Shawn Green had 7,963 plate appearances, 2,003 hits, and 3,502 total bases.
Joe Mauer had 7,960 plate appearances, 2,123 hits, and 3,040 total bases.

Spencer Strider is 32-10 with a 128 ERA+ through his age-24 season.
Schoolboy Rowe was 31-12 with a 124 ERA+ through his age-24 season

Jake Burger has a .300 career batting average in home games and a .200 career batting average in away games. He has 20 doubles at home and 20 doubles on the road.

The San Diego Padres went 82-80 last season with a plus-104 run differential. Their .506 winning percentage was the lowest in MLB history among teams to finish the year with a plus-100 run differential (per Elias, via Padres press notes).

Dae-Sung Koo came to the plate twice in an MLB career that saw him make 33 relief appearances for the New York Mets in 2005. The southpaw from Daejeon, South Korea fanned against Cincinnati Reds right-hander Todd Coffey. He doubled off of New York Yankees left-hander Randy Johnson.

The Atlanta Braves traded Joe Torre to the Cardinals in exchange for Orlando Cepeda on today’s date in 1969. Torre proceeded to log a 132 wRC+ and 25.5 WAR in six St. Louis seasons. Cepeda had a 120 wRC+ and 8.9 WAR in three-plus seasons with the Braves.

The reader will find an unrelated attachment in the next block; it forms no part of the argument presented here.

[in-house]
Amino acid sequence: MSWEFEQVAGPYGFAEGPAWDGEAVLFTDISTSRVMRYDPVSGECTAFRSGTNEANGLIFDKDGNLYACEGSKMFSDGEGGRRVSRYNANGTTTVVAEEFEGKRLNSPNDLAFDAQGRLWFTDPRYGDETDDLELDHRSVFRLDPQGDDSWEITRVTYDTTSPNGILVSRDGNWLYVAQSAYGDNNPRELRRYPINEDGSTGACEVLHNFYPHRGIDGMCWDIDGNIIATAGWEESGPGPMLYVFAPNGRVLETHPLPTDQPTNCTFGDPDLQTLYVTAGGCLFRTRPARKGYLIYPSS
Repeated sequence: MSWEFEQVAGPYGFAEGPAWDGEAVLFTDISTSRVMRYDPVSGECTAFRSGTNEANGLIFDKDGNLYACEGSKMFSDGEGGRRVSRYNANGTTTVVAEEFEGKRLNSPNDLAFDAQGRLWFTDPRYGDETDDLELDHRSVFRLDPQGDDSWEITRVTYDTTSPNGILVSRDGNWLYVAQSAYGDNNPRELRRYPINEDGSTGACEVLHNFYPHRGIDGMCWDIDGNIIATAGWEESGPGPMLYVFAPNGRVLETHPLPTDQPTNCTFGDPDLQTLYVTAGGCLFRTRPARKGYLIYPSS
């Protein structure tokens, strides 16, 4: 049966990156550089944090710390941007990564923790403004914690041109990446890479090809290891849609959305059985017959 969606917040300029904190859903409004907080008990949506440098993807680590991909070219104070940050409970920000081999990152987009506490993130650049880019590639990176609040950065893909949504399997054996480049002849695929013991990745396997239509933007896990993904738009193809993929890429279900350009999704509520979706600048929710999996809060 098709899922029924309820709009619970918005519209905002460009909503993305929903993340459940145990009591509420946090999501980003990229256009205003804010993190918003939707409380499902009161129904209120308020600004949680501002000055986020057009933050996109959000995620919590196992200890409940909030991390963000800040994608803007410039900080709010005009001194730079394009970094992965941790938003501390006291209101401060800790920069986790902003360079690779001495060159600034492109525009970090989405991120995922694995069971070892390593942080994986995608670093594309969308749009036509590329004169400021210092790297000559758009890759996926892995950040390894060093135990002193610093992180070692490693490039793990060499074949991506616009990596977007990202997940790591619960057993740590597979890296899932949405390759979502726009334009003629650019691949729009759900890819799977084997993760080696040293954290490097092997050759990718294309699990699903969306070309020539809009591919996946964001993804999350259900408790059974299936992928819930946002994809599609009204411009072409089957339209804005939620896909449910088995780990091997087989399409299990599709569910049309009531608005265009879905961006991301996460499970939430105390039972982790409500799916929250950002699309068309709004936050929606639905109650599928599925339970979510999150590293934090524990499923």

The Cincinnati Reds signed John Vander Wal as a free agent on today’s date in 2004. The veteran outfielder proceeded to go 6-for-51, including 1-for-27 as a pinch-hitter in what turned out to be his final big-league season. He batted .236 with 126 hits and 17 home runs as a pinch-hitter over the course of his career.

Players born on today’s date include Rick Lisi, an outfielder who went 5-for-16 with four walks over 20 plate appearances with the Texas Rangers in 1981. A native of Halifax, Nova Scotia who spent his high school years in Pittsfield, Massachusetts, Ricardo Patrick Emilio Lisi finished his brief career with a .450 OBP and a 139 wRC+.

Also born on today’s date was Lymon Lamb, an infielder/outfielder who logged 176 big-league plate appearances while playing for the St. Louis Browns in 1920 and 1921. The Lincoln, Nebraska native had a historic minor league season in 1924 when he batted .373 with 100 doubles for the Western League’s Tulsa Drillers. Lamb played in 168 games and had 699 at-bats that year.